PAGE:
For marginalized students from low-income backgrounds, unexpected expenses like a $500 car repair can make or break their chances of finishing college. Nobody knows this better than the staff of UNI’s Center for Urban Education (UNI-CUE), which serves around 15,000 people annually with several programs designed to promote continued education in marginalized communities.

Yolanda Williams, director of UNI’s Classic Upward Bound program pictured below — a college-readiness program housed in the UNI-CUE that helps prepare low-income and first-generation students for college — experienced several moments of financial uncertainty herself. She received a partial scholarship for college in high school, and took every other financial aid option available — work study, Pell Grants, and a small student loan — but still fell short of tuition, so she decided not to attend.Yolanda Williams 

Years later, as a single mother of three, she returned to school, but often had to choose between paying for her education and taking care of her family.

“It was like, ‘Do I stop school, which would eventually help my family be better, or do I start working because we need this right now?’” she recalled. “I had to do what I needed to do for my family and education was off the table again.”

Williams’ story is not uncommon; and though she would eventually return to school as a nontraditional student, not all students are so lucky. Two new UNI-CUE scholarship programs are hoping to change that. The UNI-CUE just launched the UNI-CUE Academic Attainment Fund, with the support of a recent $117,000 grant from CUNA Mutual Group Foundation, the philanthropic arm of Wisconsin-based mutual insurance company CUNA Mutual Group.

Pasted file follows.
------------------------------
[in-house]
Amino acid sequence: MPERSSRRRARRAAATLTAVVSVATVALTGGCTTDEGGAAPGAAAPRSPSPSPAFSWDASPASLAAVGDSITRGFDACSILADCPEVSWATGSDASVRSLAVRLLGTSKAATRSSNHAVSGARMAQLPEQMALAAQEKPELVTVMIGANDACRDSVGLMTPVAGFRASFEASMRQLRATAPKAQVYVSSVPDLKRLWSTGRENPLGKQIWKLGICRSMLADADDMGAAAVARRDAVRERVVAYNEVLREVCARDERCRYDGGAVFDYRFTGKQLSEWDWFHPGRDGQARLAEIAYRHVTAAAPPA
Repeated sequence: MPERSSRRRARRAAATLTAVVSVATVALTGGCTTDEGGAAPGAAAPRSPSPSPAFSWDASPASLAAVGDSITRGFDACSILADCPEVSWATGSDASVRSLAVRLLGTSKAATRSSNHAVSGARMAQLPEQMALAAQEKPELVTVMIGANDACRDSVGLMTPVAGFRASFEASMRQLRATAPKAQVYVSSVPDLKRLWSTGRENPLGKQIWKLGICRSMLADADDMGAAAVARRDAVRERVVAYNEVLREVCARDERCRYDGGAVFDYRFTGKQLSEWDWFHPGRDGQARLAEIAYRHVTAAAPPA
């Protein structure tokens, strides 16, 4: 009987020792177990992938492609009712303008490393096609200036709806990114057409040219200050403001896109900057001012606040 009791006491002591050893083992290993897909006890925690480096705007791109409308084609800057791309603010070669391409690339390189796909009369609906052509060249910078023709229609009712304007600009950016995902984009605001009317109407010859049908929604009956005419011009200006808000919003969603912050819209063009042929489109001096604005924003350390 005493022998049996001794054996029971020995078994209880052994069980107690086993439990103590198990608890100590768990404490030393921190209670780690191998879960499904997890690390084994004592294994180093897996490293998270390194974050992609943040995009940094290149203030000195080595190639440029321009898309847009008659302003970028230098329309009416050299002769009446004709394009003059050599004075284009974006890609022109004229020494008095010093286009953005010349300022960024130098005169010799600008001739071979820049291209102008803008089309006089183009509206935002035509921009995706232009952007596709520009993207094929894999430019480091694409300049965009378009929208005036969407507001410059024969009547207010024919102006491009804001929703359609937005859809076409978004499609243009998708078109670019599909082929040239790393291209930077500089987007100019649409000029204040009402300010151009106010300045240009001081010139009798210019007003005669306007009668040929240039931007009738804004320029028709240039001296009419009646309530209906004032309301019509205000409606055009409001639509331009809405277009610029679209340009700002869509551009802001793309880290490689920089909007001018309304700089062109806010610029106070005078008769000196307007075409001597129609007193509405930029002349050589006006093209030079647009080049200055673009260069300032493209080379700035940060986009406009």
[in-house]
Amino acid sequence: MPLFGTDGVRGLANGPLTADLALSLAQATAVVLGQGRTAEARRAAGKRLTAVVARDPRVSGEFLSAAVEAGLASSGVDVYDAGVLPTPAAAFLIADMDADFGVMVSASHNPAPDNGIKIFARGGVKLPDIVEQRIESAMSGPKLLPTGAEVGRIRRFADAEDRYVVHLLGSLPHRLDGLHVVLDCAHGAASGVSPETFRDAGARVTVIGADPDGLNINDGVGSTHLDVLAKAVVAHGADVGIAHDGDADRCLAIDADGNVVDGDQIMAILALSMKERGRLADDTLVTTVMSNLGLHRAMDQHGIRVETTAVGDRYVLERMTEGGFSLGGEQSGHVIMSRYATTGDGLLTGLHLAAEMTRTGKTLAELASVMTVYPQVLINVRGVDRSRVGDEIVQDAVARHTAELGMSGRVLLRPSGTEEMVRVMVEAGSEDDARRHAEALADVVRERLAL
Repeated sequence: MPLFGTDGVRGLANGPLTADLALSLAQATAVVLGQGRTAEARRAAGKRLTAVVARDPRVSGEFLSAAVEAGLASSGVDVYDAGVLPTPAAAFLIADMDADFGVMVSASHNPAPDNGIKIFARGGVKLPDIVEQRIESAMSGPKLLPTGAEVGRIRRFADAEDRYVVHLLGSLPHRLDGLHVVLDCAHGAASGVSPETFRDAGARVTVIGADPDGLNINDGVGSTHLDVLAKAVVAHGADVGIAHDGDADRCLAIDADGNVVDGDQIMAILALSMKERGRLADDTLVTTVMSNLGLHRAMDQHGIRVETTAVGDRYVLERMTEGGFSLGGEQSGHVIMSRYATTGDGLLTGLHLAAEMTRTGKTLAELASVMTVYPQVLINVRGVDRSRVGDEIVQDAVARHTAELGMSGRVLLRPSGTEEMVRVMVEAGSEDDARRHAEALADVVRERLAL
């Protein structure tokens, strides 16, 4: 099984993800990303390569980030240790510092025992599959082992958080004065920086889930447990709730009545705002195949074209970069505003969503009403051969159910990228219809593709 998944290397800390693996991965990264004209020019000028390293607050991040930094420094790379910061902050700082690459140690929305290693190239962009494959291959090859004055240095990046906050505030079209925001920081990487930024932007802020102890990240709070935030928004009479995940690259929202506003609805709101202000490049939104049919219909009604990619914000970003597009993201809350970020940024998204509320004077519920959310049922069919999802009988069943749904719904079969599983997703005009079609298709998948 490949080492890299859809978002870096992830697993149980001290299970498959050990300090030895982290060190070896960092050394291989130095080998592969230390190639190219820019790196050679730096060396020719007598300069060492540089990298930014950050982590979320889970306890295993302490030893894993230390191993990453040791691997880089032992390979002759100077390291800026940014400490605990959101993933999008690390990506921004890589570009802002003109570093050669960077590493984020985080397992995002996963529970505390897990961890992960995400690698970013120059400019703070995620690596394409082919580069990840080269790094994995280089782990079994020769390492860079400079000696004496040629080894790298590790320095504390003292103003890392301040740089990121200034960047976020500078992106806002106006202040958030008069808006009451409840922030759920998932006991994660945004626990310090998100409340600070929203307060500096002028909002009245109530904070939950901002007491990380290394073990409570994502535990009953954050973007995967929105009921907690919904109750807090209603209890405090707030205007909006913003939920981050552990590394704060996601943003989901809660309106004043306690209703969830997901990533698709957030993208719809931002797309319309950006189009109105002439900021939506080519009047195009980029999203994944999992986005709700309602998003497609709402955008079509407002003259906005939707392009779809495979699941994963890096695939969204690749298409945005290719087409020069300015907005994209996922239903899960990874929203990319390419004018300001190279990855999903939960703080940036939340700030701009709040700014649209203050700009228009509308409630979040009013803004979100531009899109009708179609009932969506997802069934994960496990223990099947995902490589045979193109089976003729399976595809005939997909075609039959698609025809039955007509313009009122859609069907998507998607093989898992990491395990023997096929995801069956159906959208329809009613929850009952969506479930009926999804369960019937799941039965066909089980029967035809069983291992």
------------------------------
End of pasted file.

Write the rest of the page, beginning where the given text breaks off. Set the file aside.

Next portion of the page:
The fund will allow the UNI-CUE to provide direct financial support, in the form of “last dollars in” scholarships and mini-grants to assist students with high financial need.

“It's amazing how many times people don't get to the next semester because they fall short $500 or $1,000,” said UNI-CUE Executive Director Robert Smith. “There’s a lot of hurting families and there are a lot of kids who I know academically can get it done, but they just don’t have the funding. We want to help people who have historically been left out to have a chance.”

Smith said that costs associated with books, supplies, transportation and housing can often be a deciding factor on whether or not a student is able to continue school. The new scholarship fund will help students with tuition and the mini-grants can assist with other expenses.

It’s a full-circle moment for Williams, who wrote the grant for the program. She often found herself reflecting on her own experiences while filling out the grant application.

“I just think about where I would be in my career had I had someone that could help fill that gap for me financially. Those financial hurdles hindered my maximum potential of getting my education,” she said. “That very much impacted my thought process and actually writing this grant. My hope is that we can address families that are having those same scenarios.”

The grant from CUNA Mutual Group Foundation will provide enough funding to support 6-9 scholarships and 100-200 mini grants for their students, but both Williams and Smith have big goals for the fund.

“We want the Academic Attainment Fund to be long-serving,” said Williams. “The eventual goal is for this to have an endowment so we are able to continue to serve students and help them get through those bumps in the road and close that socioeconomic gap.”

This has been a longtime goal for Smith, who sees the recent CUNA Mutual Group Foundation grant as a step in the right direction.

“At this stage of my career, to be able to have corporate communities to now get engaged with the work that we do here, I think is just going to better help us serve that population. If I can raise a million dollars to set up an endowed fund so that the funding will be around for years to come, that is my ultimate goal,” said Smith. “I’ve always asked myself, ‘What kind of legacy do I want to leave?’ And if I can be remembered for having set up a fund that will help the next generation in this community, I can walk away feeling pretty good.”

Until then, the new scholarship fund is already poised to make a significant impact.

“I'm blessed with the education that I did get, and … to be able to advocate for those families that I was once — low income, first generation, family of color, working through systems that were not always for us,” said Williams. “I hope this fund tells people in those scenarios … we support you, we're going to help you to get ahead, we're not gonna leave you behind.”